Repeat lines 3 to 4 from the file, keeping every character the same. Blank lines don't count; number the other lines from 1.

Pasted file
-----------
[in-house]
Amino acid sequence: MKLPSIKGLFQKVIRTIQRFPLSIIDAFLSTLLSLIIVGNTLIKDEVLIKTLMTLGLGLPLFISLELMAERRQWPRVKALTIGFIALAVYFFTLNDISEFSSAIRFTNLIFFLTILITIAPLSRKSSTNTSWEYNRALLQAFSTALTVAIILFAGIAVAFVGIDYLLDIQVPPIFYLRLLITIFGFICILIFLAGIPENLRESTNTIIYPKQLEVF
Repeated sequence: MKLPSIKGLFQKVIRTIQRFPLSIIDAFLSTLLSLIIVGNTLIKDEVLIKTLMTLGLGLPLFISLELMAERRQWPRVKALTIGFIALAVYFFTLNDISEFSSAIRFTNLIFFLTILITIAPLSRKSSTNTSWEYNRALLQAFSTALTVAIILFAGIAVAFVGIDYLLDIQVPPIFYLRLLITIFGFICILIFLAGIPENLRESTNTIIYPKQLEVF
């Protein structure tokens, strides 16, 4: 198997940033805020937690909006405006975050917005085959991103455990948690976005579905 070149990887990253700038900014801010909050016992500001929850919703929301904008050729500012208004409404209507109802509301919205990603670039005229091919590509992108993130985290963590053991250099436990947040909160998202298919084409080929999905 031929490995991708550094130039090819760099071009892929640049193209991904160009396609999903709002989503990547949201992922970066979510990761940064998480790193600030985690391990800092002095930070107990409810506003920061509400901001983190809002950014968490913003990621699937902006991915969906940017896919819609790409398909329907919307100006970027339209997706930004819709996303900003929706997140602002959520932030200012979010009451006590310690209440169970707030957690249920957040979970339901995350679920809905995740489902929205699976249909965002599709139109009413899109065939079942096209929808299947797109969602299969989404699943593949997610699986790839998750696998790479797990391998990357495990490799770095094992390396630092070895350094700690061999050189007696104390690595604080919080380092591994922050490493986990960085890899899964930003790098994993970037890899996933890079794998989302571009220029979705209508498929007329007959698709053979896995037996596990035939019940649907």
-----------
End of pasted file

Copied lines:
Repeated sequence: MKLPSIKGLFQKVIRTIQRFPLSIIDAFLSTLLSLIIVGNTLIKDEVLIKTLMTLGLGLPLFISLELMAERRQWPRVKALTIGFIALAVYFFTLNDISEFSSAIRFTNLIFFLTILITIAPLSRKSSTNTSWEYNRALLQAFSTALTVAIILFAGIAVAFVGIDYLLDIQVPPIFYLRLLITIFGFICILIFLAGIPENLRESTNTIIYPKQLEVF
């Protein structure tokens, strides 16, 4: 198997940033805020937690909006405006975050917005085959991103455990948690976005579905 070149990887990253700038900014801010909050016992500001929850919703929301904008050729500012208004409404209507109802509301919205990603670039005229091919590509992108993130985290963590053991250099436990947040909160998202298919084409080929999905 031929490995991708550094130039090819760099071009892929640049193209991904160009396609999903709002989503990547949201992922970066979510990761940064998480790193600030985690391990800092002095930070107990409810506003920061509400901001983190809002950014968490913003990621699937902006991915969906940017896919819609790409398909329907919307100006970027339209997706930004819709996303900003929706997140602002959520932030200012979010009451006590310690209440169970707030957690249920957040979970339901995350679920809905995740489902929205699976249909965002599709139109009413899109065939079942096209929808299947797109969602299969989404699943593949997610699986790839998750696998790479797990391998990357495990490799770095094992390396630092070895350094700690061999050189007696104390690595604080919080380092591994922050490493986990960085890899899964930003790098994993970037890899996933890079794998989302571009220029979705209508498929007329007959698709053979896995037996596990035939019940649907």